During short contractions your jaw muscles are strongest while the muscles of your thigh and butt are stronger in longer contractions. When muscles are stretched the interlocking myosin and actin fibres in your muscle are relaxed and help restore full extension to your joints.

When muscle strength is even between the front and back of your body and between the left and right sides of your body your posture will be upright and straight.

Other body tissues respond well to massage too but muscles respond best. It is easy to forget what it’s like to feel normal, it is too easy to attribute your aches and pains to aging alone. It is how you feel after some regular massage that tells you how young you can still feel.



The function of ligament is to join bone to bone, without ligament our joints would have no stability. All joints (this includes the vertebrae in your spine) have ligament, the ligaments of the knee tend to be the most spoken about  because they are often traumatised in sport. Knee ligaments sprain and tear when the joint is put in positions under force that it is not naturally designed to move in- sideways and backwards.

Ligament is a tough fibrous tissue that is flat on the outside of the joint beneath the skin such as in the medial knee ligament or cord like when it is stabilizing the inside of the joint as with the anterior cruciate ligament. Whether the ligament is flat or cord-like they are painful when sprained or torn and the joint loses stability. A sudden tearing of ligaments can even produce an audible snapping noise.

Ligaments are slow to heal which is why surgery is performed. Ligaments are strained when joints dislocate too, as happens with the shoulder. After multiple dislocations ligaments weaken which undermines the general stability of the joint which makes re-dislocations more likely. Artificial ligament is used to reinforce shoulders that are prone to dislocation.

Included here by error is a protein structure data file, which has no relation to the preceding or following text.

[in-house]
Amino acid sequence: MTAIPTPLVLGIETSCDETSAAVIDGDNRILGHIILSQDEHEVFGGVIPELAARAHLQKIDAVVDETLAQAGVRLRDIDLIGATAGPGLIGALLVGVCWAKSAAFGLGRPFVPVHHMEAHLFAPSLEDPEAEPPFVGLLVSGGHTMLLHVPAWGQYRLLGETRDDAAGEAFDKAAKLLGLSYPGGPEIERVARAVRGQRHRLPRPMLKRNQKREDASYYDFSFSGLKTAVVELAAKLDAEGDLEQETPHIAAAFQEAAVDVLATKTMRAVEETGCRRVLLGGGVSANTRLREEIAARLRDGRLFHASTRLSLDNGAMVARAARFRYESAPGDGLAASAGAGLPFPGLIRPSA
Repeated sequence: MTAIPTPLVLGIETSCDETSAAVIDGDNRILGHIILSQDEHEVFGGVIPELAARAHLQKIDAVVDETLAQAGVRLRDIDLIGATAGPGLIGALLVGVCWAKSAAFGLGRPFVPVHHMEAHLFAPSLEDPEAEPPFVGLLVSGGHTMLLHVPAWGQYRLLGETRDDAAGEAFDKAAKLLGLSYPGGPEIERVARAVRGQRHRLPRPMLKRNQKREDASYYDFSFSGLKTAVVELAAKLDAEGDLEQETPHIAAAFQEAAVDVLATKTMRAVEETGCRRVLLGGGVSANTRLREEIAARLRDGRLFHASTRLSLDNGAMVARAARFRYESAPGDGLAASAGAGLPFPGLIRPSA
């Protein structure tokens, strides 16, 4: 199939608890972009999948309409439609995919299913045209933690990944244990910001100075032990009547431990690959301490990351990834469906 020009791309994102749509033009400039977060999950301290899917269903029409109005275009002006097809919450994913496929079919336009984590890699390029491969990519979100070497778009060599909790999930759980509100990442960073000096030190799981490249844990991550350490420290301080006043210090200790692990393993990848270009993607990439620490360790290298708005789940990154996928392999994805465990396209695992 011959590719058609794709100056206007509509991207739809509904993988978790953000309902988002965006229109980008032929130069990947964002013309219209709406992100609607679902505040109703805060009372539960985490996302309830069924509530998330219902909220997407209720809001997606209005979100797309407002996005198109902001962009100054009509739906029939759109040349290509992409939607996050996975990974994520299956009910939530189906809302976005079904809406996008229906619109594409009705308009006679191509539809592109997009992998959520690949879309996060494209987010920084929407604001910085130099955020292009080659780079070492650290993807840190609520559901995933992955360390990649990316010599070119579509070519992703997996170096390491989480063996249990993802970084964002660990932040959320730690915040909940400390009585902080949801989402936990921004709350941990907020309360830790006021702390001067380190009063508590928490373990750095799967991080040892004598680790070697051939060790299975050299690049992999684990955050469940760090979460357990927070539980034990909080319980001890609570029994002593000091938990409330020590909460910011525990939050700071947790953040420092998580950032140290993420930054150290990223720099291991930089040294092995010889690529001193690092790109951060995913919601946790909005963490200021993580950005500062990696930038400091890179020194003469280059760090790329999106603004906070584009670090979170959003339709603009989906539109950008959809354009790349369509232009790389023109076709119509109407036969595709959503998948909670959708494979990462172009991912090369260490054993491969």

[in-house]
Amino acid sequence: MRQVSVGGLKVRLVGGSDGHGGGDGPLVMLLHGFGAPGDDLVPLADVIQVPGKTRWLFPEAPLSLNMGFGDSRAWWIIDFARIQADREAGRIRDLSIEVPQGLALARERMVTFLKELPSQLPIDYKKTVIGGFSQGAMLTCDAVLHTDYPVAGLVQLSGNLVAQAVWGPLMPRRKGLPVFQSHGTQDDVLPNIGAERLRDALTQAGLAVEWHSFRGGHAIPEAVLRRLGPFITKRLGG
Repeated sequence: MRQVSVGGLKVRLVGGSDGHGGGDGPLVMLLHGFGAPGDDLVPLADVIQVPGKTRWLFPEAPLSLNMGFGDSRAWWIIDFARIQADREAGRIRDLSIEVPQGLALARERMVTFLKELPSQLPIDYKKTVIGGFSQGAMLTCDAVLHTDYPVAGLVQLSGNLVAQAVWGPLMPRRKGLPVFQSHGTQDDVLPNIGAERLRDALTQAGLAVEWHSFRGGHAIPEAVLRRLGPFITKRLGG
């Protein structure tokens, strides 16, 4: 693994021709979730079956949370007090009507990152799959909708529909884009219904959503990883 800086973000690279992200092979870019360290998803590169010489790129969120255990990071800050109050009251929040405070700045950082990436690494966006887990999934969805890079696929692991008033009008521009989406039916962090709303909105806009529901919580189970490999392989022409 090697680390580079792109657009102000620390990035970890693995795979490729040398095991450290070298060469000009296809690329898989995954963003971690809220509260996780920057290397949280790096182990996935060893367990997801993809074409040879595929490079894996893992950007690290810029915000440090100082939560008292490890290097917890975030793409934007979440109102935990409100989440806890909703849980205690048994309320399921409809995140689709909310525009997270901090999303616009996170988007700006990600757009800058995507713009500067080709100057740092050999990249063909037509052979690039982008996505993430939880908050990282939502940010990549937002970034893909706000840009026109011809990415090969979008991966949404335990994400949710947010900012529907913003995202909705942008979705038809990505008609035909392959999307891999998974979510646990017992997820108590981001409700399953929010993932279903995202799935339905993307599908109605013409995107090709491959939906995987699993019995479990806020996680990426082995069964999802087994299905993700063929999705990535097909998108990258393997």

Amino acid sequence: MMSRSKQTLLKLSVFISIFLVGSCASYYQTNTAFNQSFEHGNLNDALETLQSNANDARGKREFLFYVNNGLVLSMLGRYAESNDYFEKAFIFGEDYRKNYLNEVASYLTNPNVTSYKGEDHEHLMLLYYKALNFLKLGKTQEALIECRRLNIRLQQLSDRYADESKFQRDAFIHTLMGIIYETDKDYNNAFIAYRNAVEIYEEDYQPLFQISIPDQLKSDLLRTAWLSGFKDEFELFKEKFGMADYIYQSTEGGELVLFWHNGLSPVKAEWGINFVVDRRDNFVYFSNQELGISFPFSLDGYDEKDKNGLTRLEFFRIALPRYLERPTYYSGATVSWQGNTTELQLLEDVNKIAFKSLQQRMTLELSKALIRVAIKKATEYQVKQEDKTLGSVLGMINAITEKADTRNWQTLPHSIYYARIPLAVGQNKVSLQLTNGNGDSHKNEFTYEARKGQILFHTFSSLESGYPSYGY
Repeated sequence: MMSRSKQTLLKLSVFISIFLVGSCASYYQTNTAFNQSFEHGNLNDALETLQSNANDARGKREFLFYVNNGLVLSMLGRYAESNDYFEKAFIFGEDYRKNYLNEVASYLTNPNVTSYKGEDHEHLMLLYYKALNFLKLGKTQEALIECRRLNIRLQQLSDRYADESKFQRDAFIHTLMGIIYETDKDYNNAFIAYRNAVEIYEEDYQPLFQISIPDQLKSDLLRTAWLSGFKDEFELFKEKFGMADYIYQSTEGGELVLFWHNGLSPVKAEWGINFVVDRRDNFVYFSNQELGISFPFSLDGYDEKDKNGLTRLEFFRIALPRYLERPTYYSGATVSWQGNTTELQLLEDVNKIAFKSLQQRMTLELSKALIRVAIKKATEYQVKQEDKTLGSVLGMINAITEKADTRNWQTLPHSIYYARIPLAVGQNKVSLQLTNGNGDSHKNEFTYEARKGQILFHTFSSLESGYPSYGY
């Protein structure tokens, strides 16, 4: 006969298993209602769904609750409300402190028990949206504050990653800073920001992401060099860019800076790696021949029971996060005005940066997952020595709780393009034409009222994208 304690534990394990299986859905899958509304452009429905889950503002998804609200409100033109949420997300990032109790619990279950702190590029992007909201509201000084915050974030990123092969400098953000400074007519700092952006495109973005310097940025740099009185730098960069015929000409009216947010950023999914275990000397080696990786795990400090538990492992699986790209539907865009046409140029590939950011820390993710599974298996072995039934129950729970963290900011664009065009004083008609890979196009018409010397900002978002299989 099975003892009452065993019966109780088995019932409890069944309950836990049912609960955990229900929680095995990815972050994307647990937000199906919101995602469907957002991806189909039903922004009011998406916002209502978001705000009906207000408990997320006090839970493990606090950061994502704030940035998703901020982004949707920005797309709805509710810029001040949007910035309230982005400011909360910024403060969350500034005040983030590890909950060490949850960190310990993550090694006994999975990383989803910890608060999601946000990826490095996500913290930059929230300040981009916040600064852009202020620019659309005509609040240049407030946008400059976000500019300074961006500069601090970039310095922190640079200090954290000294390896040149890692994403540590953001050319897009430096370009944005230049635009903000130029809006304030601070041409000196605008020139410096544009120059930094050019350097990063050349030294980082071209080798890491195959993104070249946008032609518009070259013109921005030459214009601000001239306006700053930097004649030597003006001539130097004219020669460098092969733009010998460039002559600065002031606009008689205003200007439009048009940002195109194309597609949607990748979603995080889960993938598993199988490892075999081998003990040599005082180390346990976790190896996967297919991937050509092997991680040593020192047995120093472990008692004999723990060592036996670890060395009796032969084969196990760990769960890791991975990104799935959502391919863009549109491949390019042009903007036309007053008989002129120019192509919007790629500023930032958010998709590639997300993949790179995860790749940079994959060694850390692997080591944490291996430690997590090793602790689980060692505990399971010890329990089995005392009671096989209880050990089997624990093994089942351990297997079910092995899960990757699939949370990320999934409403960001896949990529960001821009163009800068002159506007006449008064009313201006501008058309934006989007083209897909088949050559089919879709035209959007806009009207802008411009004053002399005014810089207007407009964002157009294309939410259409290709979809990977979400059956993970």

When people stretch too far ligaments can be damaged though muscle tearing is more likely to happen first. Ligaments and muscles may be both injured at the same time. Ligament and muscle tearing is unlikely to happen when you are doing regular age appropriate stretching exercises, when tension is gradually applied to any joint during a stretch you will feel it is about to reach an uncomfortable point before damage is caused. So long as your balance is controlled stretching will usually be safe.

If you are recovering from a ligament injury re-introducing the affected joint to stretching exercise must be gradual and preferably under professional supervision atleast to start with, especially after surgery. Specific stretching exercises post-operative tend to be different to the ones illustrated in Self Massage.

Ligament is present in the parts of the joint that are not meant to bend. Using the example of the knee joint you will find ligament on the inside and outside of the joint because knees due to their structure cannot and should not bend sideways. Ligaments are also located on the back of the knee because knees cannot and should not bend backwards.

You will commonly see footballers with strapped knees, the strapping helps compensate weakened and damaged knee ligaments. Due to the nature of competative sport even with strapping your knees will heal more slowly and re-injure more easily until healing occurs. Unfortunately many sporting careers prematurely end when ligaments become damaged beyond full repair.

Strapping of an injured ankle ligaments might get you through an important game at the end of the season but using strapping as an ongoing method of protecting an unstable ankle will only undermine the health of your knee joint long term.

Damaged ligaments in your leg can create lower back pain because of the lop sided effect on your stride, Self Massage of the lower back and hips can help keep the symptoms under control.